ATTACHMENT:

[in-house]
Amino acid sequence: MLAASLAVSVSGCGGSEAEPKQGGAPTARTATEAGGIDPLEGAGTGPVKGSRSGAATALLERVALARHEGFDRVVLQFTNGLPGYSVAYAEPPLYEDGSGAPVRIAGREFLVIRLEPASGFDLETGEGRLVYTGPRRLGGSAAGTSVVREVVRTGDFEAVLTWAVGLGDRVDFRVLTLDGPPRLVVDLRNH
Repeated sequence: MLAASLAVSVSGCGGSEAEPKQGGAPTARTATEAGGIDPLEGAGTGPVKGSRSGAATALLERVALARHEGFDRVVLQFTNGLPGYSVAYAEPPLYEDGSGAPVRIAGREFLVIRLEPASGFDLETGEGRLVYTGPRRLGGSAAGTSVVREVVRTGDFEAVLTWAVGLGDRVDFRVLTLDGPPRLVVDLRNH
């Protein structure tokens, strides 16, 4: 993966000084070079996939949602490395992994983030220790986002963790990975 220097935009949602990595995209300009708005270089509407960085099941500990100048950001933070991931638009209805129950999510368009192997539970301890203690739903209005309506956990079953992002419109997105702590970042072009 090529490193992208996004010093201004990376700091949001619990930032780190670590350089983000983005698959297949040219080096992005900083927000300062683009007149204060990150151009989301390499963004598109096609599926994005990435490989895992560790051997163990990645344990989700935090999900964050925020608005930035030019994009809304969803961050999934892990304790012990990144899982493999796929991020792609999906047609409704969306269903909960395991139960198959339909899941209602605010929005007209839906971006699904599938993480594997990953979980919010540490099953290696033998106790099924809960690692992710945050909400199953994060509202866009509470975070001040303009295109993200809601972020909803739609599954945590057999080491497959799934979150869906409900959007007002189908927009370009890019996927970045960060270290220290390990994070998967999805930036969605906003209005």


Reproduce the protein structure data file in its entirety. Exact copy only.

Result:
[in-house]
Amino acid sequence: MLAASLAVSVSGCGGSEAEPKQGGAPTARTATEAGGIDPLEGAGTGPVKGSRSGAATALLERVALARHEGFDRVVLQFTNGLPGYSVAYAEPPLYEDGSGAPVRIAGREFLVIRLEPASGFDLETGEGRLVYTGPRRLGGSAAGTSVVREVVRTGDFEAVLTWAVGLGDRVDFRVLTLDGPPRLVVDLRNH
Repeated sequence: MLAASLAVSVSGCGGSEAEPKQGGAPTARTATEAGGIDPLEGAGTGPVKGSRSGAATALLERVALARHEGFDRVVLQFTNGLPGYSVAYAEPPLYEDGSGAPVRIAGREFLVIRLEPASGFDLETGEGRLVYTGPRRLGGSAAGTSVVREVVRTGDFEAVLTWAVGLGDRVDFRVLTLDGPPRLVVDLRNH
């Protein structure tokens, strides 16, 4: 993966000084070079996939949602490395992994983030220790986002963790990975 220097935009949602990595995209300009708005270089509407960085099941500990100048950001933070991931638009209805129950999510368009192997539970301890203690739903209005309506956990079953992002419109997105702590970042072009 090529490193992208996004010093201004990376700091949001619990930032780190670590350089983000983005698959297949040219080096992005900083927000300062683009007149204060990150151009989301390499963004598109096609599926994005990435490989895992560790051997163990990645344990989700935090999900964050925020608005930035030019994009809304969803961050999934892990304790012990990144899982493999796929991020792609999906047609409704969306269903909960395991139960198959339909899941209602605010929005007209839906971006699904599938993480594997990953979980919010540490099953290696033998106790099924809960690692992710945050909400199953994060509202866009509470975070001040303009295109993200809601972020909803739609599954945590057999080491497959799934979150869906409900959007007002189908927009370009890019996927970045960060270290220290390990994070998967999805930036969605906003209005």